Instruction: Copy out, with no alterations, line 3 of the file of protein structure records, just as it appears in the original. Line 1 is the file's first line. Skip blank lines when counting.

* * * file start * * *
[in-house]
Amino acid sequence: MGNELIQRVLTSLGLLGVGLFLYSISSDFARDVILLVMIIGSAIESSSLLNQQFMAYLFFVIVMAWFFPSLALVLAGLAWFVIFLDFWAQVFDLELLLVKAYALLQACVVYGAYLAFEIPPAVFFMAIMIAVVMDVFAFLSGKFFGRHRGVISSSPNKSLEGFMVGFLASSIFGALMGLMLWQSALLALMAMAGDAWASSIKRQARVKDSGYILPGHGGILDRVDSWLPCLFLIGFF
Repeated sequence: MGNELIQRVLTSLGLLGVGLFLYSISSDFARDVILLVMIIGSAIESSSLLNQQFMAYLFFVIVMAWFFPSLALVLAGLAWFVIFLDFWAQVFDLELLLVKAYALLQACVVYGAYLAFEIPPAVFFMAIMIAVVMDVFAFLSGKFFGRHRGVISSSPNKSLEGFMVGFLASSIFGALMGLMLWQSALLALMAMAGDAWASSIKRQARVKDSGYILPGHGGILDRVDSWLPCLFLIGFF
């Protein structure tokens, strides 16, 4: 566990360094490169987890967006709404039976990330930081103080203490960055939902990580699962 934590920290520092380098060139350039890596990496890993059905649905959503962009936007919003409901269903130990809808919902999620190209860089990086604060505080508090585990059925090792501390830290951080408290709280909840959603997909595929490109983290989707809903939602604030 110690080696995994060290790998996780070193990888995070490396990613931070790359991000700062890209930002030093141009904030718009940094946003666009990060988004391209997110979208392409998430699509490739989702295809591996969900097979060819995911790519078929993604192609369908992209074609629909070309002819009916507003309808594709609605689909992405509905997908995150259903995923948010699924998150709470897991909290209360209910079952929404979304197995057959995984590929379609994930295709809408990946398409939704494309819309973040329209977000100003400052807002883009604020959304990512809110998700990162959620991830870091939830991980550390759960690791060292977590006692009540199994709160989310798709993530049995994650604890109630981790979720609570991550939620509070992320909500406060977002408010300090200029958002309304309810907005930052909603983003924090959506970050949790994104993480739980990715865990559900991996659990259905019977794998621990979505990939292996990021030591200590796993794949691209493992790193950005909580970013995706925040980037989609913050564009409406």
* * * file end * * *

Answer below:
Repeated sequence: MGNELIQRVLTSLGLLGVGLFLYSISSDFARDVILLVMIIGSAIESSSLLNQQFMAYLFFVIVMAWFFPSLALVLAGLAWFVIFLDFWAQVFDLELLLVKAYALLQACVVYGAYLAFEIPPAVFFMAIMIAVVMDVFAFLSGKFFGRHRGVISSSPNKSLEGFMVGFLASSIFGALMGLMLWQSALLALMAMAGDAWASSIKRQARVKDSGYILPGHGGILDRVDSWLPCLFLIGFF